Wolsey in Beadle County, South Dakota — The American Midwest (Upper Plains)
Wolsey: A Crossroad of the Heartland / Wolsey Notables
Wolsey: A Crossroad of the Heartland
Wolsey has been a crossroad of the heartland of South Dakota from its beginnings. In 1880 the Dakota Central Railway, a subsidiary of the Chicago & North Western, laid track following a wagon trail called the Black and Yellow Trail, now US Highway 14. This trail was so named because it led to the Black Hills and Yellowstone Country from Chicago. In 1883 Wolsey was platted by Magdalen Mosher who acquired the land from the railroad. Within two years the Chicago and Milwaukee RR, following what is now US Highway 281, laid track at the NW edge of Wolsey called the "Y" junction. Richard Sears, who later started the Sears & Roebuck Company, was a depot agent in Wolsey for the C&NWRR. In 1890, Wolsey was in the running for state capital with railroad lands being the basis for its campaign. The opening of the Kaneb Pipe Line terminal in 1964 made Wolsey a hub for gas-hauling companies. SD Wheat Growers grain terminal and Farmers Plant Food fertilizer storage facility along the BNSFRR continue to keep Wolsey a crossroad of the Heartland in the 21st Century.
Adolph Friese - moved to Wolsey in 1885. He invented a machine to make cement blocks and erected the Friese Hardware Store. Adolph and his wife were instrumental in starting Wolsey Park.
Joseph Teply - came to Wolsey in 1909 where he managed the Hanskutt Lumber Company for 55 years.
W.W. Howes - began practicing law in Wolsey in 1912. He ran for Governor of South Dakota in 1920 and was First Assistant Postmaster General of the United States. Due to his efforts to secure commercial air service for South Dakota the Huron Airport is named for him.
Rev. F.W. Leyhe - arrived in Wolsey in 1895 and served St. Johnís Lutheran Church for almost 54 years. He spent 22 years traveling by horse and buggy to churches throughout the area.
Richard Haeder Sr. - began farming near Wolsey in 1938. He campaigned for grasshopper eradication and rural electrification. In 1946 he was Democratic Nominee for Governor of South Dakota.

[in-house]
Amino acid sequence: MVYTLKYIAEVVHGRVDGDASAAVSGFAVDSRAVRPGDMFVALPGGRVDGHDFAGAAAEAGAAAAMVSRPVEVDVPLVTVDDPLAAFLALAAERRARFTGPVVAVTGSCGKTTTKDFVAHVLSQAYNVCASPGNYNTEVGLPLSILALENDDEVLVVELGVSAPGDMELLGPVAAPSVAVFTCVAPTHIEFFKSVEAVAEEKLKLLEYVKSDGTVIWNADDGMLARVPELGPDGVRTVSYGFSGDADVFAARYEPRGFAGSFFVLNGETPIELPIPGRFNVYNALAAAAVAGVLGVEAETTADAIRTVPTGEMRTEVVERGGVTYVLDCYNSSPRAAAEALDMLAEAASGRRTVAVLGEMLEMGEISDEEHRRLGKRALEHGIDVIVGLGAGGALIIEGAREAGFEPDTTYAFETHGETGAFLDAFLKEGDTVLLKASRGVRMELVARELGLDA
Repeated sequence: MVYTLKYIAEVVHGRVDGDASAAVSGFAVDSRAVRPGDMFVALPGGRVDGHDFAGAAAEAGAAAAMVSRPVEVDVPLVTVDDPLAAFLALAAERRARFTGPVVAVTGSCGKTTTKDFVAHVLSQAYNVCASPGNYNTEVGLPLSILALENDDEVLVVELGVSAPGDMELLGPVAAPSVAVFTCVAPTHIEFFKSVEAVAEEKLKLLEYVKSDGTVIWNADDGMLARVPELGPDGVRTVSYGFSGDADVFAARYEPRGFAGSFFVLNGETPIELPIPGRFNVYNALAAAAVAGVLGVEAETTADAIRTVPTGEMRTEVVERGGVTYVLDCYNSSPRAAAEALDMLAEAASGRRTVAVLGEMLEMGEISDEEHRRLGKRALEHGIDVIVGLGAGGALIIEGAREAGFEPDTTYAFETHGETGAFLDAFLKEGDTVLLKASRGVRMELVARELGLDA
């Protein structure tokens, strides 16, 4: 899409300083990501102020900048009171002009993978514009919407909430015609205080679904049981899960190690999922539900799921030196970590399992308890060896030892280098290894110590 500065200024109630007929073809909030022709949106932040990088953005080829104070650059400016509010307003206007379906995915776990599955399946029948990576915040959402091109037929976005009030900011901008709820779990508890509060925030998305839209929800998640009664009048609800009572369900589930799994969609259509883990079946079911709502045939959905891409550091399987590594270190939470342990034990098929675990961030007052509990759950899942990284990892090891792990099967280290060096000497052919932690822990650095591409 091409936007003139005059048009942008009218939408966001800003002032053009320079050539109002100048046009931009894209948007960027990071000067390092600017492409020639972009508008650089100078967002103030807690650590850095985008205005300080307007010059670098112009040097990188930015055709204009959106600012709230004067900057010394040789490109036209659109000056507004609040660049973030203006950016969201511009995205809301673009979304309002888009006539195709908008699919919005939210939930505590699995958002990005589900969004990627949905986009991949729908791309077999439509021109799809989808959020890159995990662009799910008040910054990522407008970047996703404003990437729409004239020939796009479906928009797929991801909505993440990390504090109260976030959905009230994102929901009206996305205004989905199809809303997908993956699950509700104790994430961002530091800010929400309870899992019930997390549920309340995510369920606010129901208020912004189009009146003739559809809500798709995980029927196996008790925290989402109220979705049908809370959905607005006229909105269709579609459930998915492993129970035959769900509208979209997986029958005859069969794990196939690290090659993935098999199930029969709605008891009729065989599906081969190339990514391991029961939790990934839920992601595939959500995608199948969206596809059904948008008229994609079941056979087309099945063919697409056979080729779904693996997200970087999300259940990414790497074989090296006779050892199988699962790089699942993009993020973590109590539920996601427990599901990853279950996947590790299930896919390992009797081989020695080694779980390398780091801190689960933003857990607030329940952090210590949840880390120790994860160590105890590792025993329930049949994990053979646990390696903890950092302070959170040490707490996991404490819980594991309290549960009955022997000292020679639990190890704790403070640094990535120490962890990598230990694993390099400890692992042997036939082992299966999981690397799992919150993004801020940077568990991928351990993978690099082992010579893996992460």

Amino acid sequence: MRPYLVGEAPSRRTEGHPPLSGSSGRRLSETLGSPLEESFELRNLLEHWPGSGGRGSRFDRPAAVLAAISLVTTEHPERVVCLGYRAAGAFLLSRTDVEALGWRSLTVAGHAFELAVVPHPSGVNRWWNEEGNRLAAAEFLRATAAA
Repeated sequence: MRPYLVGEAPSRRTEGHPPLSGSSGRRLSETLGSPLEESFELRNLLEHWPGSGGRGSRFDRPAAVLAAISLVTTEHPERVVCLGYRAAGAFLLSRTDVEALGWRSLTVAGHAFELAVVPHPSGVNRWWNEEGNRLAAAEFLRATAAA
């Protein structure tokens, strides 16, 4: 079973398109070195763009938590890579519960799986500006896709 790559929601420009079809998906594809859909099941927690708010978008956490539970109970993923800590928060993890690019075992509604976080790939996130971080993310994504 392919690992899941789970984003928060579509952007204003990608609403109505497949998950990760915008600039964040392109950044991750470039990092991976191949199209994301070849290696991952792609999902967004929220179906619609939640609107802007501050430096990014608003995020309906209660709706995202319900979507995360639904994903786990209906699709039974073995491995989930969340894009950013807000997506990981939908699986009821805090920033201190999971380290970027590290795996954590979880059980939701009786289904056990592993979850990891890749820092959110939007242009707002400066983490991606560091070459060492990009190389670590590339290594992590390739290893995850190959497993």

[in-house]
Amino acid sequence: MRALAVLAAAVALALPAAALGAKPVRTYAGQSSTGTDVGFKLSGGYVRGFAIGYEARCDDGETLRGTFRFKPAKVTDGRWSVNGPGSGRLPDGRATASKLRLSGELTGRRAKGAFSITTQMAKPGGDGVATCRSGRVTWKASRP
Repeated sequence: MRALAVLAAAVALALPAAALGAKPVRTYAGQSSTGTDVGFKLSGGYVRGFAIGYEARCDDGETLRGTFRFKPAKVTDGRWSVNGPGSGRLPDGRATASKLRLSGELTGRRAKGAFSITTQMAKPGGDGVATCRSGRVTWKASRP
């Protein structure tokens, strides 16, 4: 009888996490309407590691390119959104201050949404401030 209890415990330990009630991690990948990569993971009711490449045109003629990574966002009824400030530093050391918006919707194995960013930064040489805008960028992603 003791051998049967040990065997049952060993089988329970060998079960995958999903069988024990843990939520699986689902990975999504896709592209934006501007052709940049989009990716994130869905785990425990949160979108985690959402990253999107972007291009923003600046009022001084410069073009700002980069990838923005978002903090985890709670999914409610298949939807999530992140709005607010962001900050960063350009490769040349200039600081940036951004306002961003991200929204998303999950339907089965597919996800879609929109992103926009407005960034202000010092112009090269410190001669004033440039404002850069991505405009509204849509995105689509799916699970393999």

Dr. M.E. Cogswell - moved to Wolsey in 1907 where he practiced medicine and delivered more than 1500 babies over 53 years.
Erected 2006 by State of South Dakota. (Marker Number 694.)
Location. 44° 24.517′ N, 98° 28.485′ W. Marker is in Wolsey, South Dakota, in Beadle County. Marker is on Commercial Avenue (U.S. 14) south of Cardinal Street, on the left Touch for map. Marker is located beside the sidewalk, on the east side of Commercial Avenue, near the southwest corner of Wolsey Park. Marker is in this post office area: Wolsey SD 57384, United States of America.
Also see . . . Wolsey, South Dakota. The first settlement at Wolsey was made in 1882. A post office has been in operation in Wolsey since 1883, the same year the town was platted. The township was organized the following year, in 1884. The town of Wolsey was named for Thomas Wolsey, an English cardinal. Richard Warren Sears, founder of Sears, Roebuck, and Co, began his retail sales career by selling unclaimed watches while serving as a station agent for the railroad in Wolsey in the early 1880s. (Submitted on September 27, 2018, by Cosmos Mariner of Cape Canaveral, Florida.)
Categories. • Industry & Commerce • Notable Persons • Notable Places • Railroads & Streetcars •
Credits. This page was last revised on October 2, 2018. This page originally submitted on September 27, 2018, by Cosmos Mariner of Cape Canaveral, Florida. This page has been viewed 32 times since then. Photos: 1, 2, 3, 4, 5. submitted on September 27, 2018, by Cosmos Mariner of Cape Canaveral, Florida. • Bill Pfingsten was the editor who published this page.